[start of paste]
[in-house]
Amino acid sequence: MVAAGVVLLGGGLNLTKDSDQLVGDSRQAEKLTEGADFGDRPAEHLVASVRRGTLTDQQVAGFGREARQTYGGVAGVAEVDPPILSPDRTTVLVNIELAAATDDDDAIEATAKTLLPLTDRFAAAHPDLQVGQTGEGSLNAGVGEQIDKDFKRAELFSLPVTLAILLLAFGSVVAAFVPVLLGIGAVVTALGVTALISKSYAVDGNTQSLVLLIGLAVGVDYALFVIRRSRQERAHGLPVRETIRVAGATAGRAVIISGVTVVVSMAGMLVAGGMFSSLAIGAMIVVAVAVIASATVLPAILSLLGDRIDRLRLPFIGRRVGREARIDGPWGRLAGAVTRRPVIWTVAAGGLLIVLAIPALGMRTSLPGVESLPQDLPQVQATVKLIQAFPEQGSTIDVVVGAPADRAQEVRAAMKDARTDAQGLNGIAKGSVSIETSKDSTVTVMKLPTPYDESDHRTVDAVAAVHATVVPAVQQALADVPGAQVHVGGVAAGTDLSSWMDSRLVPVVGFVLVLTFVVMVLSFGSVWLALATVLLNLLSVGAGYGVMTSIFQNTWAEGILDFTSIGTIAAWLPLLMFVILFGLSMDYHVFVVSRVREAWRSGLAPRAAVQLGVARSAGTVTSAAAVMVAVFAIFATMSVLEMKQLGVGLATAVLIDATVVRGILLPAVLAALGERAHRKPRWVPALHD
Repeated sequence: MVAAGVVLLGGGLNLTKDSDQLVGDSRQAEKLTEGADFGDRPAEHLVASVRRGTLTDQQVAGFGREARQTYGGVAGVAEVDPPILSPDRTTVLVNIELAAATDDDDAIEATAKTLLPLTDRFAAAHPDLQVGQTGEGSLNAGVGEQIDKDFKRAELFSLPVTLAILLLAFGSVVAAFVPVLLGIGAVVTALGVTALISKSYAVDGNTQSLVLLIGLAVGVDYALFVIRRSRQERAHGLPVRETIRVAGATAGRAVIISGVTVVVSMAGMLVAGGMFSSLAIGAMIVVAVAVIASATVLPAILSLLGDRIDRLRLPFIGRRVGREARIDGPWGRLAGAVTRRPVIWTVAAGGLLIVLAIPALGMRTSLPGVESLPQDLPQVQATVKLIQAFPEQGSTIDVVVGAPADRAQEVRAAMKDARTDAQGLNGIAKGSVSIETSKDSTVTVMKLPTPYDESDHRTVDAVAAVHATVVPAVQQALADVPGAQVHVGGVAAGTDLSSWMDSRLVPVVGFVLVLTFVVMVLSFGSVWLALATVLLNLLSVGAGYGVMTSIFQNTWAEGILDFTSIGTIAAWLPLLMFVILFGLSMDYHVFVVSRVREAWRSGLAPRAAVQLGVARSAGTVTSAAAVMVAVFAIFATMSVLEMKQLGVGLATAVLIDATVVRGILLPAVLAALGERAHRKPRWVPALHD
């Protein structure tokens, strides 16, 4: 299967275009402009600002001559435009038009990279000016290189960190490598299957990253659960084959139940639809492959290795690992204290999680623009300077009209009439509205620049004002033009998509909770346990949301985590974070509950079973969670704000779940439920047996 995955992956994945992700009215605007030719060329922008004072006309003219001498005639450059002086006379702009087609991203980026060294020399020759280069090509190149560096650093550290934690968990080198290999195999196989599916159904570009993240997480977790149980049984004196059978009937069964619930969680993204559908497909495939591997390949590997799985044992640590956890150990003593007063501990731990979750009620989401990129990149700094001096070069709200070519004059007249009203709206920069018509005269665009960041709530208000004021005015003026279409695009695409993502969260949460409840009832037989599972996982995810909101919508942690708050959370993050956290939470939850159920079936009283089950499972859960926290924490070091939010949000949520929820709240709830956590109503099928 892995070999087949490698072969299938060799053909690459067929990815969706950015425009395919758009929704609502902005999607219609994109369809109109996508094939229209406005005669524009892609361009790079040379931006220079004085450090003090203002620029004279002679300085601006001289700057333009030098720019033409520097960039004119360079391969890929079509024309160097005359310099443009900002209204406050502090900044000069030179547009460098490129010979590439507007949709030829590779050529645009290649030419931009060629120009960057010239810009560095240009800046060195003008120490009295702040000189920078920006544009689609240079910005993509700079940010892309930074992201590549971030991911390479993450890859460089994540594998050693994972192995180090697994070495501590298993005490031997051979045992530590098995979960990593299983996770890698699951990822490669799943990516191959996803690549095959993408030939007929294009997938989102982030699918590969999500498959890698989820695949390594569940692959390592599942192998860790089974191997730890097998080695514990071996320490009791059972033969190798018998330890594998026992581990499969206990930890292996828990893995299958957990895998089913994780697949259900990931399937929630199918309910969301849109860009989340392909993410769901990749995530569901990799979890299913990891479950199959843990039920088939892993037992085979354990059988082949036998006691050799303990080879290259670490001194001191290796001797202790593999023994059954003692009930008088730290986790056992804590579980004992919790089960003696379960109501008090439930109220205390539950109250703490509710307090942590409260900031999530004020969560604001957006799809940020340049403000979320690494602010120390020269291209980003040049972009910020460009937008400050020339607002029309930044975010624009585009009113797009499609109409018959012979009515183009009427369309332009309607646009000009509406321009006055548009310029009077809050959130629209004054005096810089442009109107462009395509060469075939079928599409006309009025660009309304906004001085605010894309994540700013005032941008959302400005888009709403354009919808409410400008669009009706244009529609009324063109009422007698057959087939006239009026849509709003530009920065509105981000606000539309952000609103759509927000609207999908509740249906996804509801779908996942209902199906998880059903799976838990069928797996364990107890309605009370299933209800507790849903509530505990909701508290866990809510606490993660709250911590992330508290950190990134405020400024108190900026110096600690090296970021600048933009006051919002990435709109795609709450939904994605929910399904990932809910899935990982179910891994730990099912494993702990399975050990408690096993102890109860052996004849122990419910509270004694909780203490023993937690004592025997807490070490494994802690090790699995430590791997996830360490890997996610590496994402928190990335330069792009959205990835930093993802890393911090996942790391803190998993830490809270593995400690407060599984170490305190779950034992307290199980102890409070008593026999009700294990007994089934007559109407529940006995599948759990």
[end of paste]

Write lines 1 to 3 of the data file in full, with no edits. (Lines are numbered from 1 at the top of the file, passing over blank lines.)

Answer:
[in-house]
Amino acid sequence: MVAAGVVLLGGGLNLTKDSDQLVGDSRQAEKLTEGADFGDRPAEHLVASVRRGTLTDQQVAGFGREARQTYGGVAGVAEVDPPILSPDRTTVLVNIELAAATDDDDAIEATAKTLLPLTDRFAAAHPDLQVGQTGEGSLNAGVGEQIDKDFKRAELFSLPVTLAILLLAFGSVVAAFVPVLLGIGAVVTALGVTALISKSYAVDGNTQSLVLLIGLAVGVDYALFVIRRSRQERAHGLPVRETIRVAGATAGRAVIISGVTVVVSMAGMLVAGGMFSSLAIGAMIVVAVAVIASATVLPAILSLLGDRIDRLRLPFIGRRVGREARIDGPWGRLAGAVTRRPVIWTVAAGGLLIVLAIPALGMRTSLPGVESLPQDLPQVQATVKLIQAFPEQGSTIDVVVGAPADRAQEVRAAMKDARTDAQGLNGIAKGSVSIETSKDSTVTVMKLPTPYDESDHRTVDAVAAVHATVVPAVQQALADVPGAQVHVGGVAAGTDLSSWMDSRLVPVVGFVLVLTFVVMVLSFGSVWLALATVLLNLLSVGAGYGVMTSIFQNTWAEGILDFTSIGTIAAWLPLLMFVILFGLSMDYHVFVVSRVREAWRSGLAPRAAVQLGVARSAGTVTSAAAVMVAVFAIFATMSVLEMKQLGVGLATAVLIDATVVRGILLPAVLAALGERAHRKPRWVPALHD
Repeated sequence: MVAAGVVLLGGGLNLTKDSDQLVGDSRQAEKLTEGADFGDRPAEHLVASVRRGTLTDQQVAGFGREARQTYGGVAGVAEVDPPILSPDRTTVLVNIELAAATDDDDAIEATAKTLLPLTDRFAAAHPDLQVGQTGEGSLNAGVGEQIDKDFKRAELFSLPVTLAILLLAFGSVVAAFVPVLLGIGAVVTALGVTALISKSYAVDGNTQSLVLLIGLAVGVDYALFVIRRSRQERAHGLPVRETIRVAGATAGRAVIISGVTVVVSMAGMLVAGGMFSSLAIGAMIVVAVAVIASATVLPAILSLLGDRIDRLRLPFIGRRVGREARIDGPWGRLAGAVTRRPVIWTVAAGGLLIVLAIPALGMRTSLPGVESLPQDLPQVQATVKLIQAFPEQGSTIDVVVGAPADRAQEVRAAMKDARTDAQGLNGIAKGSVSIETSKDSTVTVMKLPTPYDESDHRTVDAVAAVHATVVPAVQQALADVPGAQVHVGGVAAGTDLSSWMDSRLVPVVGFVLVLTFVVMVLSFGSVWLALATVLLNLLSVGAGYGVMTSIFQNTWAEGILDFTSIGTIAAWLPLLMFVILFGLSMDYHVFVVSRVREAWRSGLAPRAAVQLGVARSAGTVTSAAAVMVAVFAIFATMSVLEMKQLGVGLATAVLIDATVVRGILLPAVLAALGERAHRKPRWVPALHD